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  • Conversion to GLSL status update

    published on 5/1/2015 8:12 PM
    The scenes in Plane9 are meant to be flexible so I can try and experiment with new things easily. Being a programmer and creating a program I want to use made me avoid going down the route that most full game engines have gone. That is using some form of node/dag based editor to create new shaders, if they even allow custom shaders. Instead in Plane9 you write the shaders directly into the scene files. Very powerful, especially since the editor refreshes the scene in realtime as you type. However with this there is the issue with the shading language used. When the project was started you could choose between GLSL (OpenGL), HLSL (DirectX) and CgFX (Both OpenGL and DirectX). Seeing as I wanted to support both apis the choice was quite easy since only one shader language did that.

    This worked quite well for some time but as the years passed by Nvidia stopped supporting CgFX and have since killed it off completely. Looking towards the future this means I have to change to something else sooner rather than later since each scene needs to be manually updated to the new format. The usage of CgFX also stopped some optimization like background compilation of shaders and usage of various performance tools.
    Since I still want to be multiplatform compatible so was the decision quite easy to go with GLSL because I also want something that most are familiar with and can use for other tasks like WebGL development. It’s also good to know that the future vulkan api/compiler will fully support it.

    However GLSL is quite difficult to work with since each and every graphics card manufacturer creates their own compiler for it, all of course with subtle differences. CgFx protected me from quite a lot of this because it converted the CgFX shader code into GLSL but now this needs to be handled manually.

    The major issues I have run into so far are that all types needs to match. So before I quite commonly did “pi.tex * 2.0 -1.0”. CgFX handled this fine but not all supports this in GLSL, the specification states it’s allowed, the reality is apparently different. So better to always match the types correctly and change the above code to “pi.tex * vec2(2.0) - vec2(1.0)”. This same type matching also goes with float to int since I have lazily used things like “float value = time * 3”. This is once again illegal and should be “time * 3.0” since time is a float value.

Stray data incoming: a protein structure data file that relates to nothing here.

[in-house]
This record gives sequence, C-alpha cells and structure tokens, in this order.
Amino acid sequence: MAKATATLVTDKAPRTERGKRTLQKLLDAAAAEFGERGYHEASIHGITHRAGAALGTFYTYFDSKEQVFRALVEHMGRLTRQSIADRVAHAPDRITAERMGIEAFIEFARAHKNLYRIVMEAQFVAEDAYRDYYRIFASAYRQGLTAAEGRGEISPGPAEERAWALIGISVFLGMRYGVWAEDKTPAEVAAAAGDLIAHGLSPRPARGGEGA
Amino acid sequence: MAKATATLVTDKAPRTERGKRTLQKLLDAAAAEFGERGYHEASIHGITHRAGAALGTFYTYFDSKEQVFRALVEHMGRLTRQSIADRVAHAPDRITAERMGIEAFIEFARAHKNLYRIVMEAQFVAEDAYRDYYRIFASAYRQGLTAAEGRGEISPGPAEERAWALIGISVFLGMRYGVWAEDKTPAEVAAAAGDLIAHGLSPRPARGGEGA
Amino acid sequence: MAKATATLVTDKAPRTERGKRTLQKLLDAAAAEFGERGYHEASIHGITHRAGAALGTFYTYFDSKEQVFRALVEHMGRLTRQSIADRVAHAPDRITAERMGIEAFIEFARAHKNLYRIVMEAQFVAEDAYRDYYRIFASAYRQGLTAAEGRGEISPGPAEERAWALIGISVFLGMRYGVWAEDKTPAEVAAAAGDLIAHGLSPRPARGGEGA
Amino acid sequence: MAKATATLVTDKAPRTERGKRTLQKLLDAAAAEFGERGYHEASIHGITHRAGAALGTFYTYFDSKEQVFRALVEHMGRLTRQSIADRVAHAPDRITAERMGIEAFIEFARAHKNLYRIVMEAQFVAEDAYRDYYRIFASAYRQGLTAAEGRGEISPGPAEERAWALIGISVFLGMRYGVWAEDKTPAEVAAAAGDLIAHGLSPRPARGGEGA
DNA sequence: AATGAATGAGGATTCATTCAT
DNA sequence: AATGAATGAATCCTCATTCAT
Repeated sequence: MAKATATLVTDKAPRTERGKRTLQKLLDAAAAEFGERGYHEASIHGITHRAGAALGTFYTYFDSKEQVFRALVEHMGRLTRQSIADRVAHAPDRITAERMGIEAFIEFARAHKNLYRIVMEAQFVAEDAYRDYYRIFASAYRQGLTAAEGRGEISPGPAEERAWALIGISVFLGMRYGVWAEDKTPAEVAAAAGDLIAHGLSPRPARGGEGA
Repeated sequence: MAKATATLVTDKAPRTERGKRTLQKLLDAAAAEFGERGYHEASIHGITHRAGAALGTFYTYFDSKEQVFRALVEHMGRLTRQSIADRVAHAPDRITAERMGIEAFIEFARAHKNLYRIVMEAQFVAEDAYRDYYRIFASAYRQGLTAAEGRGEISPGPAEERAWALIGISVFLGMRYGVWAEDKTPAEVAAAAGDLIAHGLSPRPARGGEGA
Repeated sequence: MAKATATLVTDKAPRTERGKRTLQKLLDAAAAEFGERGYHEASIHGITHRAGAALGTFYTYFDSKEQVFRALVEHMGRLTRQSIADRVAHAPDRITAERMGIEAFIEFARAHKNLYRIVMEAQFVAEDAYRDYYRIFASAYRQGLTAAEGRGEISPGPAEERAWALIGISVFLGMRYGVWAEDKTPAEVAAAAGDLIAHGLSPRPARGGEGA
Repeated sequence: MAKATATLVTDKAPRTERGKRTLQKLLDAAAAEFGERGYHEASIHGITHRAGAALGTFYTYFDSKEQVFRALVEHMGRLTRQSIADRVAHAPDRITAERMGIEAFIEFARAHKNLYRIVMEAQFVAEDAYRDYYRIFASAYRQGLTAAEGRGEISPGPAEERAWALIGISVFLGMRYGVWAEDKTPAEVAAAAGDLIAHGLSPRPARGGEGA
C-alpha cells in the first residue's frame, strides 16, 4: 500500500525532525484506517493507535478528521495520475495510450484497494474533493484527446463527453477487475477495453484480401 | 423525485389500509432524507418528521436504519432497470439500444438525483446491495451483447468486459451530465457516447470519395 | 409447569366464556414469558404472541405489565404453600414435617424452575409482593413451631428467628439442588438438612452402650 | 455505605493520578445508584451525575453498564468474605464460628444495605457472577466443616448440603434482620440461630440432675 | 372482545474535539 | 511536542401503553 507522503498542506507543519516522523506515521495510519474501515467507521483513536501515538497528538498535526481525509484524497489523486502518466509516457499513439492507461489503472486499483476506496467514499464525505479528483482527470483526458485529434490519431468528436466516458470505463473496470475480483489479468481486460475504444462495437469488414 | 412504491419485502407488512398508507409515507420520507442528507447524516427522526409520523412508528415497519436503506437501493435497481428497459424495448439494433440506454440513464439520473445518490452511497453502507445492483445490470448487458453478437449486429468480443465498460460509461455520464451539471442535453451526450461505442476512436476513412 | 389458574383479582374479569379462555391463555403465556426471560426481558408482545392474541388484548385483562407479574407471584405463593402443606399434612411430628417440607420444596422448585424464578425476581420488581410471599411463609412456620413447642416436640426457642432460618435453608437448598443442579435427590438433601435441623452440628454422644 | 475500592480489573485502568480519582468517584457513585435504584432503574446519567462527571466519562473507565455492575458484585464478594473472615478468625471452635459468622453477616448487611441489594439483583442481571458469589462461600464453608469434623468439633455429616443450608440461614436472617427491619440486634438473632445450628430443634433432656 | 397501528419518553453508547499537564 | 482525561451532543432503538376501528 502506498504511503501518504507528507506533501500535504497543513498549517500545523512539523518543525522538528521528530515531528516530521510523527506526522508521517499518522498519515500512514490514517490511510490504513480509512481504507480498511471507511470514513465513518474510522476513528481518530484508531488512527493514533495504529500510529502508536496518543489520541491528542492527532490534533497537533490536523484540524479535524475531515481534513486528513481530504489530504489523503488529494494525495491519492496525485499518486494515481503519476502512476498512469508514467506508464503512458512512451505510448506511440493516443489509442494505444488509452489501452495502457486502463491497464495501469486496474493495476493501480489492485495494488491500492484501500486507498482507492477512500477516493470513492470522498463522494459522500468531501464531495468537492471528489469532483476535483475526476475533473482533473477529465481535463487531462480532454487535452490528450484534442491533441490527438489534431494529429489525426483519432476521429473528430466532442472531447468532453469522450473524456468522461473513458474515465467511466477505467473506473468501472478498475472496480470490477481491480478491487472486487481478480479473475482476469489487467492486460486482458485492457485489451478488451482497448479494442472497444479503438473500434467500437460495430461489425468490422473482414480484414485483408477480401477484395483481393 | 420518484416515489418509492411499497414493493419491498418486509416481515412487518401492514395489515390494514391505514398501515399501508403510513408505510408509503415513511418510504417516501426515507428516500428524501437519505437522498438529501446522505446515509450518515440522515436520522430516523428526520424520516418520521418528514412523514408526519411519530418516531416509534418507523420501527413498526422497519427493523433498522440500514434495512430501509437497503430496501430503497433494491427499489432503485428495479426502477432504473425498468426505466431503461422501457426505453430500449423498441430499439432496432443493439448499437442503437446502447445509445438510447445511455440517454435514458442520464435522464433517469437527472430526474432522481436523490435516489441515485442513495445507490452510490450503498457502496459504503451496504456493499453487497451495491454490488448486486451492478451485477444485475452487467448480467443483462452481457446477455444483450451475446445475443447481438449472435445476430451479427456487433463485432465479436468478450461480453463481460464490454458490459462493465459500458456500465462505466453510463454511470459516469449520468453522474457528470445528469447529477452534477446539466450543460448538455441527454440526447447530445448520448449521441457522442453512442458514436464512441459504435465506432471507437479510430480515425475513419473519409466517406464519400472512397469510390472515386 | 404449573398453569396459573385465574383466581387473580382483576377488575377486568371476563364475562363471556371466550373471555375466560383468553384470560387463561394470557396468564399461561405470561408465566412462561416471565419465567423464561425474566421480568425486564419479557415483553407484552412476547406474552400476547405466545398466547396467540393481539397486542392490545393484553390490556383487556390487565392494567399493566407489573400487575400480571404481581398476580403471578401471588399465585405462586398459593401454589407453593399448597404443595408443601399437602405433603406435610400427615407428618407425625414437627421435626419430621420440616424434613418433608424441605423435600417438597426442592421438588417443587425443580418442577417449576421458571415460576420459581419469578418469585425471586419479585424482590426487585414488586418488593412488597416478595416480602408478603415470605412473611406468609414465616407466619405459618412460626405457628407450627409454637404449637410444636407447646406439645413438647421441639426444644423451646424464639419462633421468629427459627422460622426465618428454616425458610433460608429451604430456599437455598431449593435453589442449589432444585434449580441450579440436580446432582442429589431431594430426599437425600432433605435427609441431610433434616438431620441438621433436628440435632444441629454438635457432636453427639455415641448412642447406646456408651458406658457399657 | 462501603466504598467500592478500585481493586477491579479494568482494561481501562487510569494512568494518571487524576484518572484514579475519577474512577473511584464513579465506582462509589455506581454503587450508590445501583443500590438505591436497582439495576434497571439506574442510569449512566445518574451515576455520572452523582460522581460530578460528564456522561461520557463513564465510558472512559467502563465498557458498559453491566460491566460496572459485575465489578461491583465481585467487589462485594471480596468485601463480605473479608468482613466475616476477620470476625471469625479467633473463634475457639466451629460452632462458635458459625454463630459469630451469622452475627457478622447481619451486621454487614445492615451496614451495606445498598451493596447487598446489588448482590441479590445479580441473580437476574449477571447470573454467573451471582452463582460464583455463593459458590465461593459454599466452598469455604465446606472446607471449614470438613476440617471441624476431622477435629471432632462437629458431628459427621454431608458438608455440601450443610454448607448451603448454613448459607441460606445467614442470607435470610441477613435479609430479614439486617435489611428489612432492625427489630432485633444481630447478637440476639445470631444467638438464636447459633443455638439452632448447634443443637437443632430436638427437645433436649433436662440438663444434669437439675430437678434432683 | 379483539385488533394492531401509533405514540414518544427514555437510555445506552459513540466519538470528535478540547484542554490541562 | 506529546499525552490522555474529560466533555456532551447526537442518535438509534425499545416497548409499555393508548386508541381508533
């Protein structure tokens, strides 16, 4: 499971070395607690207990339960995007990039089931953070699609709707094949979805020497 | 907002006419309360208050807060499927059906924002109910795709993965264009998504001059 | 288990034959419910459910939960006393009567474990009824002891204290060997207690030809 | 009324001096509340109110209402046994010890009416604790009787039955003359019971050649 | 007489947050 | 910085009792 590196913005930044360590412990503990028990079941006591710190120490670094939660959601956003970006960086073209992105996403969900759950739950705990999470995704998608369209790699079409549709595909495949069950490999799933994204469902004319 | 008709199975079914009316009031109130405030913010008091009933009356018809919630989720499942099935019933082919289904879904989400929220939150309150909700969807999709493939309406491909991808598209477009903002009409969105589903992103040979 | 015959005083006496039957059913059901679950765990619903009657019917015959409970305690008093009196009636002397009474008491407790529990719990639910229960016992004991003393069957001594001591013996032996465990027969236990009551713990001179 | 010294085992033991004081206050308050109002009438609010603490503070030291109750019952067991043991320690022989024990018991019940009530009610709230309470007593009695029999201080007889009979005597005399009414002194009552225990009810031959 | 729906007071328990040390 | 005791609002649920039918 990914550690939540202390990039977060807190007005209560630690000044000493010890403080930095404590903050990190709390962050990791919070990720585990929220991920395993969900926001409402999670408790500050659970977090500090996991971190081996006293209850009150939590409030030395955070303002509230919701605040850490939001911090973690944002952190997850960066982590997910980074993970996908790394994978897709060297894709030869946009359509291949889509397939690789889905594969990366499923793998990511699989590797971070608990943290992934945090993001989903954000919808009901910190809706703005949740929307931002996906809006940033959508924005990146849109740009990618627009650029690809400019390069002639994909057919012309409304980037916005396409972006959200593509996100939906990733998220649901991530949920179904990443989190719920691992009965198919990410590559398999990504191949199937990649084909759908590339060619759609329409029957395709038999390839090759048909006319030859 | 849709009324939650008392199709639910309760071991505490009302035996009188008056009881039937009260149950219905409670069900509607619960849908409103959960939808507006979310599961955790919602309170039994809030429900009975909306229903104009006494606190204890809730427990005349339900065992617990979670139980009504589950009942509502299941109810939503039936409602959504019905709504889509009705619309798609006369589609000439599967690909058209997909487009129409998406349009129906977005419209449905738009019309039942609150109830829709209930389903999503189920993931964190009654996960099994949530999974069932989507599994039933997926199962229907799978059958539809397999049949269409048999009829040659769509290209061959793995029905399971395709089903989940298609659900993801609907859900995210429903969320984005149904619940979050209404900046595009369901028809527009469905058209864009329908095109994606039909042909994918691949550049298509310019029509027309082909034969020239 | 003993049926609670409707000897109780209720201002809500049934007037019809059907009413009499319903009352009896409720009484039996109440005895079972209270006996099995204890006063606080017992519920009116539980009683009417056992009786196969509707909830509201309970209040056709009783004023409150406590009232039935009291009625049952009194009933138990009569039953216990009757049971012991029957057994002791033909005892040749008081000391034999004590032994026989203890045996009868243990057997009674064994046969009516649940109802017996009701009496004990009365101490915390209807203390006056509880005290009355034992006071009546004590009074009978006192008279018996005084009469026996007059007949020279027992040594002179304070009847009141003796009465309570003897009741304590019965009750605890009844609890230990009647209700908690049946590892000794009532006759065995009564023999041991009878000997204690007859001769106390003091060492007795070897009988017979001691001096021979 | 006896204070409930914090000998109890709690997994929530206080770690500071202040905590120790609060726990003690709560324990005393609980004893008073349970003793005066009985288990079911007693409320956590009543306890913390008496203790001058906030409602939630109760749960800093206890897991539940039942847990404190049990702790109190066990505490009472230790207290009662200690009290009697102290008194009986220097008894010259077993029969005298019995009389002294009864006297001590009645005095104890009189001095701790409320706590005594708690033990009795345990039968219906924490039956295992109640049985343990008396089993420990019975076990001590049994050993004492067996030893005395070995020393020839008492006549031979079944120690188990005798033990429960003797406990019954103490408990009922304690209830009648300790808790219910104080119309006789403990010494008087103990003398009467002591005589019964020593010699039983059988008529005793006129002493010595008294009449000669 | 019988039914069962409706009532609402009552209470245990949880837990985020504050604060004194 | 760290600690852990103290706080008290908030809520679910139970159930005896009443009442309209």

Fixing these issues is difficult to do automatically so I need to go over all shaders in about 1000 scenes and do it manually. This will take some time but I’ll update them with some new features while I’m at it so something else good will come out of this work. I will also remove some scenes I don't feel add anything or where I don't feel the quality is good enough any more.

    As an example when the shader before looked like this

    struct PSInput
    {
        float4 hpos : POSITION;
        float4 diffuse : COLOR0;
        float2 tex : TEXCOORD0;
        float3 wnormal : TEXCOORD1;
        float3 viewdir : TEXCOORD2;
        float3 worldpos : TEXCOORD3;
        float3 pos : TEXCOORD4;
        float3 viewpos : TEXCOORD5;
    };
    
    PSInput VS_Program(VSInput vi)
    {
        PSInput pi;
        float4 v    = float4(vi.pos.xyz, 1.0);
        pi.pos        = v.xyz;
        pi.worldpos = mul(gW, v).xyz;
        pi.viewpos   = mul(gWV, v).xyz;
        pi.hpos       = mul(gWVP, v);
        pi.tex          = vi.tex;
        pi.diffuse    = vi.col*color;
        pi.wnormal    = normalize(mul(gWIT, vi.normal).xyz);
        pi.viewdir     = normalize(float3(gVI[0].w, gVI[1].w, gVI[2].w) - pi.worldpos.xyz);    
        
        // Hemisphere light
        float a = dot(pi.wnormal, float3(0, 1, 0))*0.5+0.5;
        pi.diffuse *= lerp(vec4(0.957,0.655,0.055,1.0), vec4(0.165,0.675,0.988,1.0), a);
        return pi;
    }
    
    float4 PS_Program(PSInput pi) : COLOR
    {
        float2 p = pi.tex*2.0 - 1.0;
        // return tex2D(tex1, pi.tex)*pi.diffuse;
        vec3 v = (_fbm(vec3(pi.tex.xy*10, time*0.1),3)*0.5+0.5)*pi.diffuse;
        v = pow(v, 1.0/2.2);
        return vec4(v, 1.0);
    }
    

    and after the conversion it will look like the following.

    VERTEXOUTPUT
    {
        vec4 diffuse;
        vec2 tex;
        vec3 wnormal;
        vec3 viewdir;
        vec3 worldpos;
        vec3 pos;
        vec3 viewpos;
    }
    
    #ifdef VERTEX
    void main()
    {
        so.pos        = iPosition.xyz;
        so.worldpos= (gM * iPosition).xyz;
        so.viewpos    = (gMV * iPosition).xyz;
        gl_Position    = gMVP * iPosition;
        so.tex        = iTexCoord;
        so.diffuse    = iColor*color;
        so.wnormal    = normalize((mat3(gM) * iNormal);
        so.viewdir = normalize(gViewPosition - so.worldpos);    
        
        // Hemisphere light
        float a = dot(so.wnormal, vec3(0.0, 1.0, 0.0))*0.5+0.5;
        so.diffuse *= mix(vec4(0.957, 0.655, 0.055, 1.0), vec4(0.165, 0.675, 0.988, 1.0), a);
    }
    #endif
    
    #ifdef FRAGMENT
    void main()
    {
        vec2 p = si.tex*vec2(2.0) - vec2(1.0);
        vec3 v = vec3(_fbm(vec3(si.tex.xy*vec2(10.0), time*0.1),3)*0.5+0.5)*si.diffuse.rgb;
        //vec3 v = texture(tex1, si.tex).rgb*si.diffuse.rgb;
        oColor = vec4(_tosrgb(v), 1.0);
    }
    #endif
    

    I prefer the new GLSL style since I find it clearer in what it does. Even though some magic types are used like “so” and “si”. The parser will make sure those always contain the “shader output” and “shader input” as needed for each shader stage. This will hide most of the complexity with working with GLSL shaders and bring some standard for the shaders.

    While I have been doing this I also managed to finalize my PBR shader so it will be easy to work with in any scenes.

    PBR Test

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